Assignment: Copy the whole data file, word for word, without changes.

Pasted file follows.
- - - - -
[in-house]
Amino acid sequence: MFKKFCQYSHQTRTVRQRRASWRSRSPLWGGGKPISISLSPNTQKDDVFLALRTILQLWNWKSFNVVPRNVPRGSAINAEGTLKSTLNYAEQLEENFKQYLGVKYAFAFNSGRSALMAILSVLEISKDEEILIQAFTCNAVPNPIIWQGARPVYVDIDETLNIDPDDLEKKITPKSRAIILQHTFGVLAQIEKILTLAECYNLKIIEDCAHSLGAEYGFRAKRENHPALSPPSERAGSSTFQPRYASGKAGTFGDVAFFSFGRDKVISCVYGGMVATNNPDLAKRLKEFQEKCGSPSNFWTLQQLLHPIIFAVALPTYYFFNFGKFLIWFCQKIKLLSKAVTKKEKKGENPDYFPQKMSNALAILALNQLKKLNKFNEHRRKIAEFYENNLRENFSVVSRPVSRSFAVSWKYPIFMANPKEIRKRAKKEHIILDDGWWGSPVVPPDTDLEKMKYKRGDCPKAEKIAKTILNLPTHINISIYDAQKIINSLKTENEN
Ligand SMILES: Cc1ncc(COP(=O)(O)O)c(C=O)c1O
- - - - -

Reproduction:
[in-house]
Amino acid sequence: MFKKFCQYSHQTRTVRQRRASWRSRSPLWGGGKPISISLSPNTQKDDVFLALRTILQLWNWKSFNVVPRNVPRGSAINAEGTLKSTLNYAEQLEENFKQYLGVKYAFAFNSGRSALMAILSVLEISKDEEILIQAFTCNAVPNPIIWQGARPVYVDIDETLNIDPDDLEKKITPKSRAIILQHTFGVLAQIEKILTLAECYNLKIIEDCAHSLGAEYGFRAKRENHPALSPPSERAGSSTFQPRYASGKAGTFGDVAFFSFGRDKVISCVYGGMVATNNPDLAKRLKEFQEKCGSPSNFWTLQQLLHPIIFAVALPTYYFFNFGKFLIWFCQKIKLLSKAVTKKEKKGENPDYFPQKMSNALAILALNQLKKLNKFNEHRRKIAEFYENNLRENFSVVSRPVSRSFAVSWKYPIFMANPKEIRKRAKKEHIILDDGWWGSPVVPPDTDLEKMKYKRGDCPKAEKIAKTILNLPTHINISIYDAQKIINSLKTENEN
Ligand SMILES: Cc1ncc(COP(=O)(O)O)c(C=O)c1O